“That defensive line was broken this week — we saw how the Palestinian ambassador rushed to the press to demand concrete action, and Hamas also welcomed the decision. What incentive does Hamas have to be flexible now? It will only harden its positions, and we saw that happening just after the decision.”


Looking ahead, we’re at a low point that will make it difficult for Israel to continue operating. Our hands are effectively tied from now on.

“I wouldn’t put it that way, even though any disagreement with the Americans is always concerning, because the United States is our most important ally. We’ll continue to make our voices heard and stand up for Israel’s security interests, even in times of disagreement, and I’m confident that we’ll see the administration continuing to stand by us down the road.”


Will Chareidim Ditch the Right?

With all the threats that have hovered over Netanyahu’s sixth government since its inception, the coming days will be the most critical. When the government was established, the chareidi parties had one main task: passing legislation to secure the status of Torah learners vis-à-vis the draft. And they had to do it within the limited time frame set by the High Court for the expiration of the existing law on the draft.

Then came the judicial reform, creating a climate in which legislation couldn’t be passed. By the time chareidi politicians woke up and changed track, it was too late. Amid the longest war in the history of the State of Israel, voices are now being heard from both the left and the right calling for the end of the draft exemption granted by Ben-Gurion to Torah learners.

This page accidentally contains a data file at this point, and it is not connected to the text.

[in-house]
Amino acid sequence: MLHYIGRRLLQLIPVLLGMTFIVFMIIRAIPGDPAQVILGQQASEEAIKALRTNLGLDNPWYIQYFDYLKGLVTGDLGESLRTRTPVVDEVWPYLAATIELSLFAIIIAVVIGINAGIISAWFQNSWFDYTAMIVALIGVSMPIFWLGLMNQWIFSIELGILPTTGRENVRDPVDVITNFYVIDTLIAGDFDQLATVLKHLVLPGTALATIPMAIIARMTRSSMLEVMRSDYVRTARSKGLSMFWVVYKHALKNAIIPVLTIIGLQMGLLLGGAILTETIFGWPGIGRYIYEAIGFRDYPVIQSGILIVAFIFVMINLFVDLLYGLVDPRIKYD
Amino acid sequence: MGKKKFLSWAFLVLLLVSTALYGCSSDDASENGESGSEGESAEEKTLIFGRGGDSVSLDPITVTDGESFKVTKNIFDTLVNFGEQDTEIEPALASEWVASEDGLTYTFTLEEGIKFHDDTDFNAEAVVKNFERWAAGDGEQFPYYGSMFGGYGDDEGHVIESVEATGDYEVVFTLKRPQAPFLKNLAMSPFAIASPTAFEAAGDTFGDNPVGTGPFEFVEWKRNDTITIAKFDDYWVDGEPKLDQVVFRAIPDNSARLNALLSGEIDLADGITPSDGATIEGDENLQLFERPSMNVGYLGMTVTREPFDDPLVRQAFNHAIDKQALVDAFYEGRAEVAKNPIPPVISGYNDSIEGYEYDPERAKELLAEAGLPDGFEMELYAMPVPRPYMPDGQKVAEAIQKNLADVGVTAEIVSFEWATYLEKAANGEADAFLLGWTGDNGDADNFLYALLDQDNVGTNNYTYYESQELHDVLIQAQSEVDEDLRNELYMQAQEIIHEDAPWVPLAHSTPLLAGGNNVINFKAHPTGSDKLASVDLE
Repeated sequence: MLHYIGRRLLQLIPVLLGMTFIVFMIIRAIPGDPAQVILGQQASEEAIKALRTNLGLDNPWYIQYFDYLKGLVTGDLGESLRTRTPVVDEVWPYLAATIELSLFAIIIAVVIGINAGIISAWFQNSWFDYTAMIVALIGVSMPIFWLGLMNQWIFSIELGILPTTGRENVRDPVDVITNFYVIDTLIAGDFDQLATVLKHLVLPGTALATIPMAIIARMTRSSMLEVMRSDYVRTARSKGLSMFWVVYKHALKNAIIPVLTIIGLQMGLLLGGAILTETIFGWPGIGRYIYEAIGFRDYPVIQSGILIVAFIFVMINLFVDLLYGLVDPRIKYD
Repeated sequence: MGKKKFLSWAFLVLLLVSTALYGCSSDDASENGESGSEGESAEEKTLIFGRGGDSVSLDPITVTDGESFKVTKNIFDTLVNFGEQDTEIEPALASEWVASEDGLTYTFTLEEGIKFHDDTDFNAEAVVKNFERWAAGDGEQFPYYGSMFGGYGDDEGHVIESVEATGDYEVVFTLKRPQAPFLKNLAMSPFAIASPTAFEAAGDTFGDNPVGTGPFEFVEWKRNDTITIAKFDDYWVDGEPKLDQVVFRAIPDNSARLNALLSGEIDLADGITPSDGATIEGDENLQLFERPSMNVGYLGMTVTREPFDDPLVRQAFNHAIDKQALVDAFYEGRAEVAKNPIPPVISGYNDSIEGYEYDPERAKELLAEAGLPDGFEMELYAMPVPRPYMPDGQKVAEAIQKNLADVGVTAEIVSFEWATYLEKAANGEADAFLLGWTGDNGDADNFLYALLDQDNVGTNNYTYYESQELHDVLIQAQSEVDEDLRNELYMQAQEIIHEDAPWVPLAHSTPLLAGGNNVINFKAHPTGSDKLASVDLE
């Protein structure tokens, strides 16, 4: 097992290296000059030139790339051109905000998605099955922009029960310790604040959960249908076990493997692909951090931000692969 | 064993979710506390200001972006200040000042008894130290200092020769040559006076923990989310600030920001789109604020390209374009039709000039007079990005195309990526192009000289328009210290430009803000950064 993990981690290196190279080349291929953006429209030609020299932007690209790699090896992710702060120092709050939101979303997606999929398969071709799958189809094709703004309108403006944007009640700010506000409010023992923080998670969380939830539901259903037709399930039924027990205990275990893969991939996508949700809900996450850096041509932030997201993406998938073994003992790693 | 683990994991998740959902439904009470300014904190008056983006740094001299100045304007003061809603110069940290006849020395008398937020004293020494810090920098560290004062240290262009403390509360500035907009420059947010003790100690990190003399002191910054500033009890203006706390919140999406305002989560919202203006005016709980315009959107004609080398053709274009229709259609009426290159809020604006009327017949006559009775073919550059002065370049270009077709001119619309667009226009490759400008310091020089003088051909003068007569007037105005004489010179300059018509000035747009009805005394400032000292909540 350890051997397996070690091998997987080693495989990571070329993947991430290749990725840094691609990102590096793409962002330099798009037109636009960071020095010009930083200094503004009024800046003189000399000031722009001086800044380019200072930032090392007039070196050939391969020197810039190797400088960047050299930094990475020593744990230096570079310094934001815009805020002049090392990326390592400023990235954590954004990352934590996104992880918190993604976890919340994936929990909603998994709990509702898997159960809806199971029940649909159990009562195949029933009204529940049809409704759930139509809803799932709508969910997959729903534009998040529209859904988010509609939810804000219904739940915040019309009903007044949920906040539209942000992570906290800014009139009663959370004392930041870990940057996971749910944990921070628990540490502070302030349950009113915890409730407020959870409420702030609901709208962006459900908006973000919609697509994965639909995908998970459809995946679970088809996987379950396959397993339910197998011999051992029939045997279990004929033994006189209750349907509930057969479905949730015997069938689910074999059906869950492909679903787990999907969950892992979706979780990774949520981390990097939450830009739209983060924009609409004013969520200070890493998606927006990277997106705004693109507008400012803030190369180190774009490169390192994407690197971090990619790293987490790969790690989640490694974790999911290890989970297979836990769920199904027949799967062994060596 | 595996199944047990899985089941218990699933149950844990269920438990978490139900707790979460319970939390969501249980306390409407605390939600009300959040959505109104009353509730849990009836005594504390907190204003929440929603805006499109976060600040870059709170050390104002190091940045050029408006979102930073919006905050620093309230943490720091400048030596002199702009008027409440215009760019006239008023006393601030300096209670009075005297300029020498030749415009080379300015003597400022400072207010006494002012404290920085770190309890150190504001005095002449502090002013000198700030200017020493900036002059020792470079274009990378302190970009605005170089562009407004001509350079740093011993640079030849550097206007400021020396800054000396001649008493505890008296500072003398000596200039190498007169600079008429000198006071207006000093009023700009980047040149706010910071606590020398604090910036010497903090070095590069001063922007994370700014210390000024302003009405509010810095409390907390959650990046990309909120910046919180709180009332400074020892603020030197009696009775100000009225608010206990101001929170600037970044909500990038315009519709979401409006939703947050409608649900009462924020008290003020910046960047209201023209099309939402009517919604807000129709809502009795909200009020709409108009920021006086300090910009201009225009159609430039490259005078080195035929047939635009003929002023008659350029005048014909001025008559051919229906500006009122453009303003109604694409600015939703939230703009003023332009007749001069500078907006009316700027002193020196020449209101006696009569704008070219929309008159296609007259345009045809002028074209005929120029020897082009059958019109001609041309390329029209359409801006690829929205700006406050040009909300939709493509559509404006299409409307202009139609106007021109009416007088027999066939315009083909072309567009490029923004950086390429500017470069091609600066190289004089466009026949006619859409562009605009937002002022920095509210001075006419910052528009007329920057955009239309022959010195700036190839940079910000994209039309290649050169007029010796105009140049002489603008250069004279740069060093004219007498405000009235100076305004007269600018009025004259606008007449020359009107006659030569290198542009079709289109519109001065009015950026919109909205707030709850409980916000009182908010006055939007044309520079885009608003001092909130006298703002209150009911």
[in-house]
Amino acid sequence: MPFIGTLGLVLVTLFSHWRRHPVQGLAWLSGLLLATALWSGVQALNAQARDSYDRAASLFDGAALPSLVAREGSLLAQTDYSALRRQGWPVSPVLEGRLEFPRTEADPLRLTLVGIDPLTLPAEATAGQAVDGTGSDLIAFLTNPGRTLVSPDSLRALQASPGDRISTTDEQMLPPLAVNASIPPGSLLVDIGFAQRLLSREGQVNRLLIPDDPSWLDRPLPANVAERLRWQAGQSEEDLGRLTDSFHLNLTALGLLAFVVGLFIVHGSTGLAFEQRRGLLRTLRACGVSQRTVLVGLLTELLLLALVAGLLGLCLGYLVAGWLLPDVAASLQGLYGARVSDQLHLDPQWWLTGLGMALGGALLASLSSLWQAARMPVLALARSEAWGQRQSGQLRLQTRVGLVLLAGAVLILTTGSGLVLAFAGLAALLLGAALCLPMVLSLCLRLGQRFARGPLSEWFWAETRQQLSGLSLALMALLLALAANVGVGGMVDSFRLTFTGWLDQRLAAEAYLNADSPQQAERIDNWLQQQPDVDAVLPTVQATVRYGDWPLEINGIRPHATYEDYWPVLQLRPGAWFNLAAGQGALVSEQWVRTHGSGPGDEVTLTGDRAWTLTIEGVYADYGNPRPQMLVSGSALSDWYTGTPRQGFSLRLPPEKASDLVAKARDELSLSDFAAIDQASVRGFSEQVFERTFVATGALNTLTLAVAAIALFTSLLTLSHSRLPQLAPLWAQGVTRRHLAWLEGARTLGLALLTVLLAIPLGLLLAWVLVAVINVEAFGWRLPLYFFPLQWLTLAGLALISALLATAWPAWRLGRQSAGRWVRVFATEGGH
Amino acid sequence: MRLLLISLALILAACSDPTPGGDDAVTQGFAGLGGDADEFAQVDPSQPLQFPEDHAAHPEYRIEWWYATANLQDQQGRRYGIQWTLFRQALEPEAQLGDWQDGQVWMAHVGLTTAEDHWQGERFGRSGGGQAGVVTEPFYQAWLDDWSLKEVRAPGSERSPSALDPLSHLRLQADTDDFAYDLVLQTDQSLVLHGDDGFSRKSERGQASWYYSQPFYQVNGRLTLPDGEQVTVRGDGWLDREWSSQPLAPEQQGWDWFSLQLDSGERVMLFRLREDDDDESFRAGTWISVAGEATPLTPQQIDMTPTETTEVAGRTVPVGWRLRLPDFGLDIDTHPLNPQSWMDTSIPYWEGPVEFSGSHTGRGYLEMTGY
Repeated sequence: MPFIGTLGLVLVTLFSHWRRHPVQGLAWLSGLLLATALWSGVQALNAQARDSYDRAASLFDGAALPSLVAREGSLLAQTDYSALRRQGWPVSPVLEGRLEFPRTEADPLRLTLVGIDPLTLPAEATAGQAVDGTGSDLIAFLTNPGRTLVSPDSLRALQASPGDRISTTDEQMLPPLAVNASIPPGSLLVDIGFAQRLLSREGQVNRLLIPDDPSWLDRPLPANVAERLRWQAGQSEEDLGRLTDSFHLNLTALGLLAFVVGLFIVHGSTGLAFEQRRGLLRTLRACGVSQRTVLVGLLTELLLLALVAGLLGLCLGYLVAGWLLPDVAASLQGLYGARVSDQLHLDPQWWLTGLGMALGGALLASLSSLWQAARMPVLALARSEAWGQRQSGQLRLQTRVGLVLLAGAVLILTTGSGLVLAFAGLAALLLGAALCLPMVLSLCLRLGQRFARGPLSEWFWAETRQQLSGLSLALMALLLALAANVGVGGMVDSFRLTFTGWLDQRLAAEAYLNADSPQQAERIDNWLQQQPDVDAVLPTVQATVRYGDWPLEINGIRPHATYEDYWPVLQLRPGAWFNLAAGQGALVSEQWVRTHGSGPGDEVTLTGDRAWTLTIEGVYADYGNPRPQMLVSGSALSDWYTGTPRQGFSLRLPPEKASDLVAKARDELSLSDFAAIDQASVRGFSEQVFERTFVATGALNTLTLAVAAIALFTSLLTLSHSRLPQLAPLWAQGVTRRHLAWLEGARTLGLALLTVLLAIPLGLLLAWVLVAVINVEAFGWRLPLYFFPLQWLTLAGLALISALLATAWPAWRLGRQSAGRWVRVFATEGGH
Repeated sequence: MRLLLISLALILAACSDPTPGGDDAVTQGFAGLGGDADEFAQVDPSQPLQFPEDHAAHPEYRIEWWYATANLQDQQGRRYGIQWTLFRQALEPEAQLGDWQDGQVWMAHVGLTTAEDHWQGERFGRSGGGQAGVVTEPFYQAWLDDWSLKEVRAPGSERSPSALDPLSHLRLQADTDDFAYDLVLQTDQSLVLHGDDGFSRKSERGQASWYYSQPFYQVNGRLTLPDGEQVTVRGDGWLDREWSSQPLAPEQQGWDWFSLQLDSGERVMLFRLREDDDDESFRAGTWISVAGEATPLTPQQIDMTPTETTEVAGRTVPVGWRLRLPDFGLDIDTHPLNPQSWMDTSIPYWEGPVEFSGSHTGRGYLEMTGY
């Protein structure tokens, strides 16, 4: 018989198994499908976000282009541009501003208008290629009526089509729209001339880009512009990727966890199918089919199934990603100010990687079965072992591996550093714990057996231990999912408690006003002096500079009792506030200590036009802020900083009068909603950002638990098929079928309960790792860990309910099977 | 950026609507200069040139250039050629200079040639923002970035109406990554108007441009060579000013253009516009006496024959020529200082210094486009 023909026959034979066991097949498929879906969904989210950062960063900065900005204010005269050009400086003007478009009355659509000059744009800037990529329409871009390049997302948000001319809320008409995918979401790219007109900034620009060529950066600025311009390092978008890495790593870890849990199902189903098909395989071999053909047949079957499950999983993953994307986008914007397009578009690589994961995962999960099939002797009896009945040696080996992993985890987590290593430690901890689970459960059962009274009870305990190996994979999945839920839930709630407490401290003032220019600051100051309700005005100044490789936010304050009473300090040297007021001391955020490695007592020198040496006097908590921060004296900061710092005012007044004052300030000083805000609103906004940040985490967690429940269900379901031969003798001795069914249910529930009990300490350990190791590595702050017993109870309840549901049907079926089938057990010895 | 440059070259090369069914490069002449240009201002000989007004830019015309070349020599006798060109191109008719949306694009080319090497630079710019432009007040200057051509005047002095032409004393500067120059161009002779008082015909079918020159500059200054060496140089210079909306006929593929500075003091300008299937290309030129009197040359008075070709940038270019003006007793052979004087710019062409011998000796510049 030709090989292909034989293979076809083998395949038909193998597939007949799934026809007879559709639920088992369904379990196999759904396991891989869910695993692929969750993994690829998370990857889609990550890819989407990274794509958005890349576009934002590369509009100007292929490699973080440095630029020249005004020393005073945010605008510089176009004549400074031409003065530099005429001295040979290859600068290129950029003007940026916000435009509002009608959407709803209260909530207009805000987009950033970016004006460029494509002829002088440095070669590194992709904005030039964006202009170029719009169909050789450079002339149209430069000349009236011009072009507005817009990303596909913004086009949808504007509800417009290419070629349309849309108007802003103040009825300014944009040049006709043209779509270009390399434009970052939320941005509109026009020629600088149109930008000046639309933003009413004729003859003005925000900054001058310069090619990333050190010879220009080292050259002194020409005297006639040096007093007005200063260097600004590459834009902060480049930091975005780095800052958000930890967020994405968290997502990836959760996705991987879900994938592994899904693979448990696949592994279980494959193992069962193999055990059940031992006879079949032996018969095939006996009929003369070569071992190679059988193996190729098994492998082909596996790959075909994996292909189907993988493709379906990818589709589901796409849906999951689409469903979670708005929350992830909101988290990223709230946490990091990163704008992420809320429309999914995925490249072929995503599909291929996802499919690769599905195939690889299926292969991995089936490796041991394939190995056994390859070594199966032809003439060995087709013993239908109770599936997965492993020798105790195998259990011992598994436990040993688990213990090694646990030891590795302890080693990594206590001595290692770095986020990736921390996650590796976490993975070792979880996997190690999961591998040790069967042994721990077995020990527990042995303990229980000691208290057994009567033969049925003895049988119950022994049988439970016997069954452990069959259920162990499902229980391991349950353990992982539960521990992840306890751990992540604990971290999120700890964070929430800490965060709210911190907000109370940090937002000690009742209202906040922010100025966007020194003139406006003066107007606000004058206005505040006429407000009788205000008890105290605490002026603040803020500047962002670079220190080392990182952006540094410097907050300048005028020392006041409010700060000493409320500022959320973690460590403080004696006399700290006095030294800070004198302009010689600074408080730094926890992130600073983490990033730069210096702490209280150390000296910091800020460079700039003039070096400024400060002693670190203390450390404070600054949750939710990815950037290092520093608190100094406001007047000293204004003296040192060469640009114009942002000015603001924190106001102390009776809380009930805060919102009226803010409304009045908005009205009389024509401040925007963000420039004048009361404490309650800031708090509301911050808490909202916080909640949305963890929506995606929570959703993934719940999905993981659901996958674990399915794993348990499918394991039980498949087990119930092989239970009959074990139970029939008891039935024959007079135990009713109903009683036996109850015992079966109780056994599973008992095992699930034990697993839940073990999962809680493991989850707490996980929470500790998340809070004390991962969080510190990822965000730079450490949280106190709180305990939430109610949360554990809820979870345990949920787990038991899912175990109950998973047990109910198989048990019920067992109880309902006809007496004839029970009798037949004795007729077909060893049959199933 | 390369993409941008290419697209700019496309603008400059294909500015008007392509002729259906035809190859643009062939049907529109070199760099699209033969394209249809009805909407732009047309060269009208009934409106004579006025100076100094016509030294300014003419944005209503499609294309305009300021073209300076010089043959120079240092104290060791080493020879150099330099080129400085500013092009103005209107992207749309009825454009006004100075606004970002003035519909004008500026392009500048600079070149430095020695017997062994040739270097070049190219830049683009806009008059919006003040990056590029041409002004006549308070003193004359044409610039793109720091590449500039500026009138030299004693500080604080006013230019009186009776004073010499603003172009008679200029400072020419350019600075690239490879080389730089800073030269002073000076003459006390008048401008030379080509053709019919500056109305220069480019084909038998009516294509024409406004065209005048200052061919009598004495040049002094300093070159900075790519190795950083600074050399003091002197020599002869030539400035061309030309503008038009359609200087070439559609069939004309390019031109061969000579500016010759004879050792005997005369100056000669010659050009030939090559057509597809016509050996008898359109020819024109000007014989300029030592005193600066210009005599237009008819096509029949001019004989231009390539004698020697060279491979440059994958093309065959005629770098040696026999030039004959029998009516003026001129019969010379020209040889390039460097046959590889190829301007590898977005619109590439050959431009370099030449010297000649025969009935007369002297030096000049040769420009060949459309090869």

And last Thursday, the High Court stepped into the vacuum. It began with the attorney general’s opinion that the state must begin preparing to draft yeshivah students and revoke funding for Torah learners in the near future. The decision shocked Netanyahu and chareidi politicians, but before they could recover, the High Court of Justice ruled last Thursday that the government must cut off funding for yeshivos effective April 1.

The dilemma now facing chareidi political representatives is difficult. On the one hand, as two senior officials in both Shas and Agudas Yisrael told me, the chareidi parties can’t prop up a government that outlaws Torah learning. On the other hand, toppling the government at this moment would only reward the High Court, leading to elections that would return the left to power.

“We’re stuck in the conceptual framework of the past,” one senior chareidi politician told me. “If the government falls and Gantz heads the largest party, as the polls indicate, he’ll be interested in forming a government with the chareidim, the most stable partners. As it is, we take all the left’s fire because of Netanyahu. The draft has become an insoluble problem because of Netanyahu, not us. And so, gedolei haTorah will have to decide whether the time is ripe to break the alliance we’ve maintained with the right since the first Begin government in 1977.”

I asked the senior chareidi politician (to be precise: very senior) what advice he would give gedolei haTorah if they ask for it. “If they ask me,” he said, “I’ll explain that the chareidi interest today is to go to elections, after which we’ll join the candidate with the best chances of forming a government that can regulate the status of Torah learners, without regard to their position on the political spectrum.”

With the eternal promise “ki lo tishakach mipi zaro [it will not be forgotten from the mouth of his offspring],” it’s quite possible that the coming days will herald the end of the right’s decades-long hold on power.


(Originally featured in Mishpacha, Issue 1006)